They also report less distress toward their eating behaviours, believed to be due to toxic cultural standards expecting men to be stoic at all time.
A lack of awareness of the presentation (and even the existence) of eating disorders in men means many individuals don’t recognise that their symptoms are congruent with an eating disorder.11 Similarly, friends, family and even health professionals fail to recognise red flags, delaying diagnosis and treatment.
Secondly, even when red flags are identified, many screening tools available are inappropriate for use on male eating disorders.
The language and questions of screening tools is often directed at the typical presentation of female eating disorders, which do not align with what is generally seen in their male counterparts. For example, the Binge Eating Disorder-7 screening tool specifically refers to distress related to overeating and the use of self-induced vomiting to compensate. Similarly, the commonly used SCOFF screening tool also refers to the use of self-induced vomiting, as well as feeling “fat”.
As these are not typical symptoms in men, the use of these screening tools can lead to severity of the eating disorder being underrated.
Thirdly, there is an often-debilitating stigma surrounding both eating disorders and mental illness in males. This stems from traditional masculine stereotypes in Western culture, expecting men to be tough, independent and level-headed. These traditional (and oftentimes, toxic) gender roles act as a barrier for mental health treatment, as the expression of emotions and vulnerability is considered “weak” and feminine.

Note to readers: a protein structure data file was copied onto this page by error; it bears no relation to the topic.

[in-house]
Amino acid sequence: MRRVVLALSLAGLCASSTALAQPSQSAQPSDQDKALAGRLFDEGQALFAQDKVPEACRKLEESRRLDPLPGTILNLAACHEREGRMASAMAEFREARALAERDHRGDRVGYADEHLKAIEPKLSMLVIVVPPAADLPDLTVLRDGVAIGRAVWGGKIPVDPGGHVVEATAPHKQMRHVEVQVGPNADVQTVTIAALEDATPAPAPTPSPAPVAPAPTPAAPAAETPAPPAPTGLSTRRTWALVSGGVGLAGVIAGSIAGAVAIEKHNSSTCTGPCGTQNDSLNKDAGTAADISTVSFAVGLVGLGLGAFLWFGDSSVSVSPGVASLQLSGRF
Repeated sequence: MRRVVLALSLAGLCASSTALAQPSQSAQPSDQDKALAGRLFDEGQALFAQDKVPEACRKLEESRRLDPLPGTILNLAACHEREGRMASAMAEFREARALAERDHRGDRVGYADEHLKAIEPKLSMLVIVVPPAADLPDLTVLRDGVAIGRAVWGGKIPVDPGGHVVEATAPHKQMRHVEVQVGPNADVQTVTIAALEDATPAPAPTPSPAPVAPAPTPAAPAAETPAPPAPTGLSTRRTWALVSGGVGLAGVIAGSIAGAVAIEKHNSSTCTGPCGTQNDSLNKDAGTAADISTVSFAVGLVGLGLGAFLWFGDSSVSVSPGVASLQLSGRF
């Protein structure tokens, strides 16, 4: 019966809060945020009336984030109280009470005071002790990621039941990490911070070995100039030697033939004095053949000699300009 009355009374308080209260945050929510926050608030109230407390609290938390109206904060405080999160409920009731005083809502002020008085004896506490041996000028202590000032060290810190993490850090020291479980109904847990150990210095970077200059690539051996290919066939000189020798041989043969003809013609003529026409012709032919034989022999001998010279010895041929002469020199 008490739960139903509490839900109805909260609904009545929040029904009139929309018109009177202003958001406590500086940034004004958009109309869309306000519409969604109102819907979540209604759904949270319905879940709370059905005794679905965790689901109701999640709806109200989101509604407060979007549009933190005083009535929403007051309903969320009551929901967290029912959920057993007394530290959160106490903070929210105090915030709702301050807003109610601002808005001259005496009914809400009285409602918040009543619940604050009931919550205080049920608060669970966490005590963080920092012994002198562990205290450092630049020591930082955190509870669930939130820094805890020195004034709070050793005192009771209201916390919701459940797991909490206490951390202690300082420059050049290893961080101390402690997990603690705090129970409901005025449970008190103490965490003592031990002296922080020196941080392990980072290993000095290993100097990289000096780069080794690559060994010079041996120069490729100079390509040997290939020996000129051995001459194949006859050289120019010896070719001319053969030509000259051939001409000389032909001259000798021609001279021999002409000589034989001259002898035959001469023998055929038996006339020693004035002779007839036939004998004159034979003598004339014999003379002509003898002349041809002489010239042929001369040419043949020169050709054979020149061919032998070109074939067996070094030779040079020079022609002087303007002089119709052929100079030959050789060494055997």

When this social stigma is internalised, the issue is exacerbated, with research finding males with eating disorders are more likely to be undiagnosed if they have a strong self-stigma against seeking psychological help.12
This continues into treatment, with men in eating disorder treatment programs reporting feelings of shame and isolation due to gender-based stigma around eating disorders.13 With all of this in mind, it’s understandable why males are less likely than females to seek treatment for mental illness or eating disorders.7
What needs to change?
There is a huge cultural shift that needs to occur for men to receive the mental health support they need, which mainly revolves around dismantling toxic masculinity and traditional gender roles.